¿ Oncology Sciences Corp., of Austin, Texas, named Loretta Zapp CEO and president, effective Oct. 16. Zapp is the former president of Industrial Laboratories Company Inc.

¿ Pharmasset Inc., of Atlanta, said it was awarded its fourth Phase I National Institutes of Health Small Business Innovation Research grant of the year, this one to fund research on the development of the nucleoside antiviral agent Racivir for treatment of hepatitis B and HIV infections. Racivir has shown efficacy in cell-based assays and in animal models of HIV and hepatitis B. The company also said DuPont Pharmaceuticals Co., of Wilmington, Del., made a second equity investment, increasing its ownership of Pharmasset from 1.7 percent to about 2.2 percent.

¿ Quantum Dot. Corp., of Hayward, Calif., said it received two Small Business Innovation Research grants through the National Cancer Institute. The first, for $98,000, is for the development of assays for sensitive multiplexed analysis of breast cancer markers, and the second, for $107,400, is for the detection of single target molecules on DNA microarrays. The developments will use the company's Qdot tags, fluorescent semiconducting nanocrystals covalently attached to specific biological ligands.

¿ Sequenom Inc., of San Diego, said the number of single nucleotide polymorphism assays it has available for genomics research has grown to more than 400,000, including assays for the SNP Consortium's publicly available SNP markers. Sequenom used its proprietary MassARRAY technology to complete the 419,796 SNP assays. The company also said it reached an agreement with European genomics researchers at the Sanger Centre, of Hinxton, UK, for the sale of a MassARRAY system. Sanger Centre researchers will use the system in a collaboration with the SNP Consortium designed to validate SNPs and to determine allelic frequencies in three distinct ethnic populations. Sequenom will provide assays for the SNPs of interest to support that collaboration.

¿ Southern BioSystems Inc., of Birmingham, Ala., said it entered a collaboration with AstraZeneca Inc., of Wilmington, Del., to investigate the feasibility of injectable sustained-release formulation of an undisclosed drug. The collaboration will use SBS's Saber delivery system based on sucrose acetate isobutyrate. Financial terms were not disclosed.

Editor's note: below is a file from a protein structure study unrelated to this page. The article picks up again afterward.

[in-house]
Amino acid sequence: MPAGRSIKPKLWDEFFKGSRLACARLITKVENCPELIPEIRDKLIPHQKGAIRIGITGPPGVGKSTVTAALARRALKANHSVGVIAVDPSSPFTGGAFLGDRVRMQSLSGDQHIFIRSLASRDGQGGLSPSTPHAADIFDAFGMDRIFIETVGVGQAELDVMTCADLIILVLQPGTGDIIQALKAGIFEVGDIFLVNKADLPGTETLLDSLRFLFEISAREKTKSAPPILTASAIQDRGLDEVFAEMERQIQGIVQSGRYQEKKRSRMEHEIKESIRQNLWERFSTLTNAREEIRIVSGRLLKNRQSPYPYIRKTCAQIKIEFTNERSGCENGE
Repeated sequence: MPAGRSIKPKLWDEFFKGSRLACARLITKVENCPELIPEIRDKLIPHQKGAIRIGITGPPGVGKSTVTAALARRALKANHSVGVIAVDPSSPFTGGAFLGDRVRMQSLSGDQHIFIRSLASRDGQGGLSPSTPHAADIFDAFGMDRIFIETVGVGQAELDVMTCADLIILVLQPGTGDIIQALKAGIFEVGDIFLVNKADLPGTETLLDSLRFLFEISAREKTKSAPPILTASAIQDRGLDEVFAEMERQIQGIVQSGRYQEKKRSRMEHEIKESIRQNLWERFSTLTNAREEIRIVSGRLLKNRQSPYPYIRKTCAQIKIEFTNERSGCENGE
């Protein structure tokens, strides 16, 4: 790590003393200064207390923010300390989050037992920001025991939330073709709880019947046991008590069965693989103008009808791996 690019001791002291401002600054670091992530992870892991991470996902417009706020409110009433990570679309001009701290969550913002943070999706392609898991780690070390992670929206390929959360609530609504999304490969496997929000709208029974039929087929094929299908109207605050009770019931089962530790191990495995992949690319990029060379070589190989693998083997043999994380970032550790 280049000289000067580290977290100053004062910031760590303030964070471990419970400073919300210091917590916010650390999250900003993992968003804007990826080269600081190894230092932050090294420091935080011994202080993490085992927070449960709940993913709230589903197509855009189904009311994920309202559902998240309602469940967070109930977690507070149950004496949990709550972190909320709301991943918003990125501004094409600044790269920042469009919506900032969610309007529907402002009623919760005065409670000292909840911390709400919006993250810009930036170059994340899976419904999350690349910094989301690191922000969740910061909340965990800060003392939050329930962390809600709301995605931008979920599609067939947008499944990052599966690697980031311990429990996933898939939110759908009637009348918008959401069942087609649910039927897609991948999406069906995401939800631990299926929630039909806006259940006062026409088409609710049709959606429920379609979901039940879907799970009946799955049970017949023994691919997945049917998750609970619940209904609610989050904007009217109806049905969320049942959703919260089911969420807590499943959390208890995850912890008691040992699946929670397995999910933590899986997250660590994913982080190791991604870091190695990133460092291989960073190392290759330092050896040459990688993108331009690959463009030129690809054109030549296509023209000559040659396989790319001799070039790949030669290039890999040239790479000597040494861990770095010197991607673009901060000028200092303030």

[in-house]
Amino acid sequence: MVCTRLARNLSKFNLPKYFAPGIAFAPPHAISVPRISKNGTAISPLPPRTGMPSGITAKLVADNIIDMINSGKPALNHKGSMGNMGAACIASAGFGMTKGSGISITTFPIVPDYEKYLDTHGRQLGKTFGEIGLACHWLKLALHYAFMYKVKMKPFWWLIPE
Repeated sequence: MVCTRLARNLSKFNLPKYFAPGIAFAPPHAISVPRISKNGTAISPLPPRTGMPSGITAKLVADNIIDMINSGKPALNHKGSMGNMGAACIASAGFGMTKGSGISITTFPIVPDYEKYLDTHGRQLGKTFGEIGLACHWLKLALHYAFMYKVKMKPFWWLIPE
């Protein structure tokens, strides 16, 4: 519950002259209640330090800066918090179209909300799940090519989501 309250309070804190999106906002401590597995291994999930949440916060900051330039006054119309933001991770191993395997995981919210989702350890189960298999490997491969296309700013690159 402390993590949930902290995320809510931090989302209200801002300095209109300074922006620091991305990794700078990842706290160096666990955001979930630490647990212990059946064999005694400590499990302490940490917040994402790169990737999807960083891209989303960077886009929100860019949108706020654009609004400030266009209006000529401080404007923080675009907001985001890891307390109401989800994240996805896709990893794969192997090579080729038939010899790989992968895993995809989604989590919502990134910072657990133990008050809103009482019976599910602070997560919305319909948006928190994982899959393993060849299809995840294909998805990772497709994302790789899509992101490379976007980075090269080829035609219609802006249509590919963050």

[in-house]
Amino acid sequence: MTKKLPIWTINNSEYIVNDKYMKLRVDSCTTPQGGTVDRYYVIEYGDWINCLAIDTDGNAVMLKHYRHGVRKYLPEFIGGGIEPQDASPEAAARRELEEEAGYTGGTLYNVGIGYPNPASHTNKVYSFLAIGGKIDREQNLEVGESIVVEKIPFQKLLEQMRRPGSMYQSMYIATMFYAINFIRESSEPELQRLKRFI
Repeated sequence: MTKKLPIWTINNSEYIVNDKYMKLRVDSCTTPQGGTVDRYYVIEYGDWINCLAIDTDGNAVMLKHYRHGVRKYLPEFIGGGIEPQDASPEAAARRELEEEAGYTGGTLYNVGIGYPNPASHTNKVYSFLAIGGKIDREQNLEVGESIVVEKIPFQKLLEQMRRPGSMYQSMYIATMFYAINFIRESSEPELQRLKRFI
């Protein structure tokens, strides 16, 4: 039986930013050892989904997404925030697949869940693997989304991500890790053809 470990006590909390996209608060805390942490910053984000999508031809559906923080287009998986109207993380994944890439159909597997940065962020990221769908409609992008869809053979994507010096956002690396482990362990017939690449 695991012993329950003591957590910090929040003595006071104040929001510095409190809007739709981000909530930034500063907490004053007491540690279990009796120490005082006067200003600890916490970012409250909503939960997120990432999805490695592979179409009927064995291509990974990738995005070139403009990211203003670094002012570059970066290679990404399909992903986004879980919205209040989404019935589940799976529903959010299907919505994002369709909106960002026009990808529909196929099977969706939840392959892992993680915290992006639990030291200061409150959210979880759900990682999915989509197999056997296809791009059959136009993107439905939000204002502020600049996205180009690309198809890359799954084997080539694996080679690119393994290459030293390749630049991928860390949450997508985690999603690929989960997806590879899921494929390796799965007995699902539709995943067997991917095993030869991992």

¿ The Institute for Genomic Research, of Rockville, Md., joined a consortium of 35 universities and research institutes funded by the National Heart, Lung, and Blood Institute. The consortium is part of an NIH initiative to establish 11 four-year Programs for Genomic Applications.

¿ The National Institutes of Health said gene alterations that cause cystic fibrosis also appear to contribute to chronic sinus problems in some people, according to a report in this week's Journal of the American Medical Association. The gene CFTR, which regulates the flow of salt and water across the cell membrane, is copied and altered in people with cystic fibrosis, and of the 147 volunteers with chronic sinusitis in the study, 10 had CF mutations in the CFTR gene.

¿ Third Wave Technologies Inc., of Madison, Wis., and Epoch Biosciences Inc., of Redmond, Wash., entered an agreement that calls for Epoch to develop, license and supply technology to Third Wave for the Madison company's Invader operating system for genetic analysis. Incorporating Epoch's fluorescent dye chemistries into the assays has the capacity, the companies said, to increase Invader's throughput and enhance its performance.

¿ Valentis Inc., of Burlingame, Calif., said it initiated patient dosing for a Phase II clinical trial with a gene medicine combination of interleukin-12 and interferon-alpha for treatment of solid tumors. The trial is designed to evaluate the cytokine combination's safety, tolerability and efficacy for patients with squamous cell carcinoma of the head and neck.